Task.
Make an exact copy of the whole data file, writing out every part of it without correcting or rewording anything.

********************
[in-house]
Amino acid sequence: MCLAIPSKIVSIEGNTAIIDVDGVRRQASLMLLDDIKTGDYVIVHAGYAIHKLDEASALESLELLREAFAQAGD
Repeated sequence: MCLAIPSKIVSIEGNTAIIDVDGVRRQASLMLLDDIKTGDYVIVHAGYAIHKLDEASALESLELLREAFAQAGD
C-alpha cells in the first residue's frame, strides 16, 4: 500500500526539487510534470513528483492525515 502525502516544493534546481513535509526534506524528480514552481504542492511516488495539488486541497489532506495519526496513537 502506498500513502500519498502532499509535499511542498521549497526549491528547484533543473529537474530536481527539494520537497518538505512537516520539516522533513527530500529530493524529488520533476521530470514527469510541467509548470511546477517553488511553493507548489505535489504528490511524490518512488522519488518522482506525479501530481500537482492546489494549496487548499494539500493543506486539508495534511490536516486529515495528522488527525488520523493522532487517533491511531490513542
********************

[in-house]
Amino acid sequence: MCLAIPSKIVSIEGNTAIIDVDGVRRQASLMLLDDIKTGDYVIVHAGYAIHKLDEASALESLELLREAFAQAGD
Repeated sequence: MCLAIPSKIVSIEGNTAIIDVDGVRRQASLMLLDDIKTGDYVIVHAGYAIHKLDEASALESLELLREAFAQAGD
C-alpha cells in the first residue's frame, strides 16, 4: 500500500526539487510534470513528483492525515 502525502516544493534546481513535509526534506524528480514552481504542492511516488495539488486541497489532506495519526496513537 502506498500513502500519498502532499509535499511542498521549497526549491528547484533543473529537474530536481527539494520537497518538505512537516520539516522533513527530500529530493524529488520533476521530470514527469510541467509548470511546477517553488511553493507548489505535489504528490511524490518512488522519488518522482506525479501530481500537482492546489494549496487548499494539500493543506486539508495534511490536516486529515495528522488527525488520523493522532487517533491511531490513542